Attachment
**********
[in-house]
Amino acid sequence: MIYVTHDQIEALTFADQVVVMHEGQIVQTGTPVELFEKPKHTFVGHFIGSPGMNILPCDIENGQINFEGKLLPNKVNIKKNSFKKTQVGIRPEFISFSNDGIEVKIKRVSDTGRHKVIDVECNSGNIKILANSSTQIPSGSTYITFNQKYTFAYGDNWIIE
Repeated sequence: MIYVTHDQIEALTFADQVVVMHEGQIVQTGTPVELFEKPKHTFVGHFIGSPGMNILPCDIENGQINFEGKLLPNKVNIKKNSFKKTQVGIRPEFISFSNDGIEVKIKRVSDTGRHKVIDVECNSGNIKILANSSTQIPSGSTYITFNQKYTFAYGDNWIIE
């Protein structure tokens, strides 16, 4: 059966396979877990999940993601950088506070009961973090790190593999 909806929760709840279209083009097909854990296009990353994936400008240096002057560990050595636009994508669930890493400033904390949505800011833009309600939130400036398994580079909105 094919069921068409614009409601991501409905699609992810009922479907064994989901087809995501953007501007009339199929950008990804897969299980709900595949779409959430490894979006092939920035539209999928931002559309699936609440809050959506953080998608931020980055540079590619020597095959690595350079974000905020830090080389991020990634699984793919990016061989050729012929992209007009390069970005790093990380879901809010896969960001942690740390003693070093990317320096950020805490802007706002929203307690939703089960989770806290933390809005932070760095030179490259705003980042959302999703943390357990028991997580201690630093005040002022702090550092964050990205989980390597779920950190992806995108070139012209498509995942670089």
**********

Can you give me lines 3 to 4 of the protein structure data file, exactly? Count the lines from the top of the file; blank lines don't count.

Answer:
Repeated sequence: MIYVTHDQIEALTFADQVVVMHEGQIVQTGTPVELFEKPKHTFVGHFIGSPGMNILPCDIENGQINFEGKLLPNKVNIKKNSFKKTQVGIRPEFISFSNDGIEVKIKRVSDTGRHKVIDVECNSGNIKILANSSTQIPSGSTYITFNQKYTFAYGDNWIIE
């Protein structure tokens, strides 16, 4: 059966396979877990999940993601950088506070009961973090790190593999 909806929760709840279209083009097909854990296009990353994936400008240096002057560990050595636009994508669930890493400033904390949505800011833009309600939130400036398994580079909105 094919069921068409614009409601991501409905699609992810009922479907064994989901087809995501953007501007009339199929950008990804897969299980709900595949779409959430490894979006092939920035539209999928931002559309699936609440809050959506953080998608931020980055540079590619020597095959690595350079974000905020830090080389991020990634699984793919990016061989050729012929992209007009390069970005790093990380879901809010896969960001942690740390003693070093990317320096950020805490802007706002929203307690939703089960989770806290933390809005932070760095030179490259705003980042959302999703943390357990028991997580201690630093005040002022702090550092964050990205989980390597779920950190992806995108070139012209498509995942670089």